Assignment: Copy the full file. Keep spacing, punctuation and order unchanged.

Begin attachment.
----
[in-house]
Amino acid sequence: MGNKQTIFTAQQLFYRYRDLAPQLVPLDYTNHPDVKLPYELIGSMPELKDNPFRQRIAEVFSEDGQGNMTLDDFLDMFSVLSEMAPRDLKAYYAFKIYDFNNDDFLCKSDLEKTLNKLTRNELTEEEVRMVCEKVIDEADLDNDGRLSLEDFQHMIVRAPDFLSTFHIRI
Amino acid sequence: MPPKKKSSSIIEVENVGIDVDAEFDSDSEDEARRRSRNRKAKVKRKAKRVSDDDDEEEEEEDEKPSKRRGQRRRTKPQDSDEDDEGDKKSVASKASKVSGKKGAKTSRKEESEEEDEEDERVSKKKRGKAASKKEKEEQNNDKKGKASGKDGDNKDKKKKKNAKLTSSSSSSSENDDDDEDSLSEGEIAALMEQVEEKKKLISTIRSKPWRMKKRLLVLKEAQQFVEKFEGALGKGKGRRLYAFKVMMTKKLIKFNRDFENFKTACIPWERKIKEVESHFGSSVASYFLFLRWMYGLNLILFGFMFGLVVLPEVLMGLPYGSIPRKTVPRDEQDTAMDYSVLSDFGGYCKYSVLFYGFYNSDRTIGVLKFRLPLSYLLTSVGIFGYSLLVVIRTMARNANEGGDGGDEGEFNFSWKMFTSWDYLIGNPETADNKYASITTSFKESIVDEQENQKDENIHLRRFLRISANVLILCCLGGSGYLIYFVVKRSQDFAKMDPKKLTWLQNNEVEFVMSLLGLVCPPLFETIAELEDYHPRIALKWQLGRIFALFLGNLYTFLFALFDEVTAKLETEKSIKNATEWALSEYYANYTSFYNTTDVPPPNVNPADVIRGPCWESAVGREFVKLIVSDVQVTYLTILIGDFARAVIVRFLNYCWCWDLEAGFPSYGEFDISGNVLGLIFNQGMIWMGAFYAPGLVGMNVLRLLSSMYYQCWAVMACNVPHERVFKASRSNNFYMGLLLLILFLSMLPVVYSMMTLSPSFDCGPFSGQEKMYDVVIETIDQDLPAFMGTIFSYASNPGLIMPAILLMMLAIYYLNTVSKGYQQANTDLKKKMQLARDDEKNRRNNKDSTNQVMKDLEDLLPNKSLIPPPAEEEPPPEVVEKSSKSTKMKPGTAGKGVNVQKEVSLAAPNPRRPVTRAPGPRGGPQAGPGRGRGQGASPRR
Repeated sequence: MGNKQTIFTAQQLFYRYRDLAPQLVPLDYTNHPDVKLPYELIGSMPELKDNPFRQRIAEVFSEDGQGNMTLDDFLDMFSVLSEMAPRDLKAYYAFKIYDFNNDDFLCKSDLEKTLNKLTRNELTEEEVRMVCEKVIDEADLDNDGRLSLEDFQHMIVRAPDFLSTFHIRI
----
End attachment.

[in-house]
Amino acid sequence: MGNKQTIFTAQQLFYRYRDLAPQLVPLDYTNHPDVKLPYELIGSMPELKDNPFRQRIAEVFSEDGQGNMTLDDFLDMFSVLSEMAPRDLKAYYAFKIYDFNNDDFLCKSDLEKTLNKLTRNELTEEEVRMVCEKVIDEADLDNDGRLSLEDFQHMIVRAPDFLSTFHIRI
Amino acid sequence: MPPKKKSSSIIEVENVGIDVDAEFDSDSEDEARRRSRNRKAKVKRKAKRVSDDDDEEEEEEDEKPSKRRGQRRRTKPQDSDEDDEGDKKSVASKASKVSGKKGAKTSRKEESEEEDEEDERVSKKKRGKAASKKEKEEQNNDKKGKASGKDGDNKDKKKKKNAKLTSSSSSSSENDDDDEDSLSEGEIAALMEQVEEKKKLISTIRSKPWRMKKRLLVLKEAQQFVEKFEGALGKGKGRRLYAFKVMMTKKLIKFNRDFENFKTACIPWERKIKEVESHFGSSVASYFLFLRWMYGLNLILFGFMFGLVVLPEVLMGLPYGSIPRKTVPRDEQDTAMDYSVLSDFGGYCKYSVLFYGFYNSDRTIGVLKFRLPLSYLLTSVGIFGYSLLVVIRTMARNANEGGDGGDEGEFNFSWKMFTSWDYLIGNPETADNKYASITTSFKESIVDEQENQKDENIHLRRFLRISANVLILCCLGGSGYLIYFVVKRSQDFAKMDPKKLTWLQNNEVEFVMSLLGLVCPPLFETIAELEDYHPRIALKWQLGRIFALFLGNLYTFLFALFDEVTAKLETEKSIKNATEWALSEYYANYTSFYNTTDVPPPNVNPADVIRGPCWESAVGREFVKLIVSDVQVTYLTILIGDFARAVIVRFLNYCWCWDLEAGFPSYGEFDISGNVLGLIFNQGMIWMGAFYAPGLVGMNVLRLLSSMYYQCWAVMACNVPHERVFKASRSNNFYMGLLLLILFLSMLPVVYSMMTLSPSFDCGPFSGQEKMYDVVIETIDQDLPAFMGTIFSYASNPGLIMPAILLMMLAIYYLNTVSKGYQQANTDLKKKMQLARDDEKNRRNNKDSTNQVMKDLEDLLPNKSLIPPPAEEEPPPEVVEKSSKSTKMKPGTAGKGVNVQKEVSLAAPNPRRPVTRAPGPRGGPQAGPGRGRGQGASPRR
Repeated sequence: MGNKQTIFTAQQLFYRYRDLAPQLVPLDYTNHPDVKLPYELIGSMPELKDNPFRQRIAEVFSEDGQGNMTLDDFLDMFSVLSEMAPRDLKAYYAFKIYDFNNDDFLCKSDLEKTLNKLTRNELTEEEVRMVCEKVIDEADLDNDGRLSLEDFQHMIVRAPDFLSTFHIRI